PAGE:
Associate Director, Knowlton Center for Career Exploration
If there was one word that would summarize my experience as a first-gen college student, it would be “determined”. During my orientation at the regional campus where I started college, my orientation leader told us to look around, only 25% of us would actually graduate. I swallowed hard and promised myself that I would graduate and I would do it in four years, no exceptions.
I did graduate in four years but that doesn’t mean there weren’t times when I questioned what I was doing and if I was even capable. While I was a very good student in high school and things generally came pretty easily to me, I had to learn new study habits to meet the rigors of collegiate coursework. I also kept up a 20-hour workweek during my two years at the regional campus. After two years, I transferred to the main campus. Because most juniors lived off campus, I was placed in a dorm room with two freshmen. The loneliest I ever felt was when my parents drove away and I was in the dorm room alone. My roommates were attending their freshman orientation events but there were none for transfer students. At this point, I felt like I was learning how to “do” college all over again. I had to acclimate to a large sprawling campus, lectures with 200+ students and adjusting to the increased academic pressures that come with upper- level classes.
While being determined helped me persevere, I think it also aided in creating tunnel vision. I never once thought to reconsider what I was majoring in. I thought doing things on my own demonstrated my personal strength and I was bound and determined not to let anyone know what I did not know about attending college. I felt like I was a failure when I had to get tutoring for a class. Had I been college savvy, I would have utilized tutors all along. It also took me until my senior year to feel comfortable going to office hours and talking to my professors. I really enjoyed those conversations and was pleasantly surprised to learn that they really were interested in my opinions and what I was learning. I thoroughly enjoyed those discussions and wished I would have engaged with more professors and earlier on. Once, upon entering a classroom, I had to figure out what students were talking about during a casual discussion of summer internships. I didn’t know what an internship was, I wasn’t about to ask, plus, I had to work all summer to earn money for tuition. As it turns out, my summer job was an amazing internship; I was working for a start-up, involved in many different aspects from ordering inventory, initial office set-up, hiring and training new staff and learning marketing strategies for a new business. All of which allowed me to purchase and operate my own franchise less than 18 months after my college graduation.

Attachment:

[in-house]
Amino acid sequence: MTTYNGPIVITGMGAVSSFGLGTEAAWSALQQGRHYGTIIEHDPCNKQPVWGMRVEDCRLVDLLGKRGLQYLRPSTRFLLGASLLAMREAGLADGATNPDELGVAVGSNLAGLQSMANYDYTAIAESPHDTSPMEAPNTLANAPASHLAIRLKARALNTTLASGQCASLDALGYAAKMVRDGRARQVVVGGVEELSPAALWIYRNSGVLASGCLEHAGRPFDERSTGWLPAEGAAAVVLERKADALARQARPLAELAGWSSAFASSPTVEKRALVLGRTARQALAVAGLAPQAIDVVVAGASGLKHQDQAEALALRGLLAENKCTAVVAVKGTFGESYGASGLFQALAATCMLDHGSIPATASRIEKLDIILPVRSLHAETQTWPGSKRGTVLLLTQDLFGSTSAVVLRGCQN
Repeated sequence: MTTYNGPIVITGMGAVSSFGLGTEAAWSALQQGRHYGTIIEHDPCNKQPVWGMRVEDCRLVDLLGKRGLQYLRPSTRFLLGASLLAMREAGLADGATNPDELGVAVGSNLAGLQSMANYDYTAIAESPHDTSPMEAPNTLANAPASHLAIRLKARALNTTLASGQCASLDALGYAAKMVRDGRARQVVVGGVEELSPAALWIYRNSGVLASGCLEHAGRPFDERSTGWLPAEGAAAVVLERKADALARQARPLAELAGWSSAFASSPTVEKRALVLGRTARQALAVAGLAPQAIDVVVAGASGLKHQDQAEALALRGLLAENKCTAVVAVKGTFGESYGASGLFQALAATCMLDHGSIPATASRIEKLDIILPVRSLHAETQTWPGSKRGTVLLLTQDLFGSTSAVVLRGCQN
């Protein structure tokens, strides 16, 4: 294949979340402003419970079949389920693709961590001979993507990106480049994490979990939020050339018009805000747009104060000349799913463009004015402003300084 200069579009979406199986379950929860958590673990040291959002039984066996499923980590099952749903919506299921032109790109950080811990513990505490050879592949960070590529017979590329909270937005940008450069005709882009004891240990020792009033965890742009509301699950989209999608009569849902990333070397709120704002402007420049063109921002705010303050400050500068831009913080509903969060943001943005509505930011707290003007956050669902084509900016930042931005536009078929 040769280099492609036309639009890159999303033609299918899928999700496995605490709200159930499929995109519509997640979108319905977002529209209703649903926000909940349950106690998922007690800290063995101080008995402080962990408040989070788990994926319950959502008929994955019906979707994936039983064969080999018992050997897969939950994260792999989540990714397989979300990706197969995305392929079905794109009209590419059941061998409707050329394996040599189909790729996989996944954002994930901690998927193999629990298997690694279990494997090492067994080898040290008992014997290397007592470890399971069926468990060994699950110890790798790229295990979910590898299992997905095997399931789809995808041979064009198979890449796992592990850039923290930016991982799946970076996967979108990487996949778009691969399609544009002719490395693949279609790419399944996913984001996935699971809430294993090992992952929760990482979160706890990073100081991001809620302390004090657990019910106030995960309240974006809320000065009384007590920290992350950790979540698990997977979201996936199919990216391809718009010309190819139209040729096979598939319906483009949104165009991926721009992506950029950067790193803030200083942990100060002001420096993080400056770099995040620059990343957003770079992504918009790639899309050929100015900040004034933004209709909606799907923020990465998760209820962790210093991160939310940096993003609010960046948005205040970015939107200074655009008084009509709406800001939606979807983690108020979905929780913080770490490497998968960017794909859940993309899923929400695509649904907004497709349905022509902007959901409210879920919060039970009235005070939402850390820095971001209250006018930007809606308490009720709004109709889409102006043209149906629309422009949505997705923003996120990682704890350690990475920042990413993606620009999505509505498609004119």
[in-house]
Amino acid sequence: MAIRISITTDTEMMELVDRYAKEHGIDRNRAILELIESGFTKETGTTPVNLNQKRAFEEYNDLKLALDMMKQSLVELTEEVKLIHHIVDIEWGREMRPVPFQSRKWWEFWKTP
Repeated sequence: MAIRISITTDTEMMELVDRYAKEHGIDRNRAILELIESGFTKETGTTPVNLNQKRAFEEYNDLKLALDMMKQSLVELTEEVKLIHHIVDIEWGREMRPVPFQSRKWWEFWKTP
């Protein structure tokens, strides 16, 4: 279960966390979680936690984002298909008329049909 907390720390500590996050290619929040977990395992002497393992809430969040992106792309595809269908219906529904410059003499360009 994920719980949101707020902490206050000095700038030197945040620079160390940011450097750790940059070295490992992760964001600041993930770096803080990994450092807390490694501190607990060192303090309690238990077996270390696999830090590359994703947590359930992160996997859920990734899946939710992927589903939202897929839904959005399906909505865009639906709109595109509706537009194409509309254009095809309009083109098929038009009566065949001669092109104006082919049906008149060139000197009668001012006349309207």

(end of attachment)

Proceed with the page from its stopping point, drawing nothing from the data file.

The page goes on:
In retrospect I am not sure I would change anything because I have a wonderful life and I believe our present is an accumulation of our past experiences. I didn’t know there was such a thing as a first-gen college student, I just knew I didn’t seem to know what others did, especially after transferring. But because of that, I learned eventually to ask for advice and that taking advantage of resources was the smart thing to do.
While being a first-gen student does not define you, it may at times impact the way you experience college. I also believe being a first-gen student can be a tremendous asset. My advice to our first-gen students is to seek out faculty and staff that you are comfortable with and ask questions! You are surrounded by people who truly care about you and want you to reach your potential. Take advantage of the resources offered here at Denison to work smarter, not harder. Embrace who you are and enjoy your journey!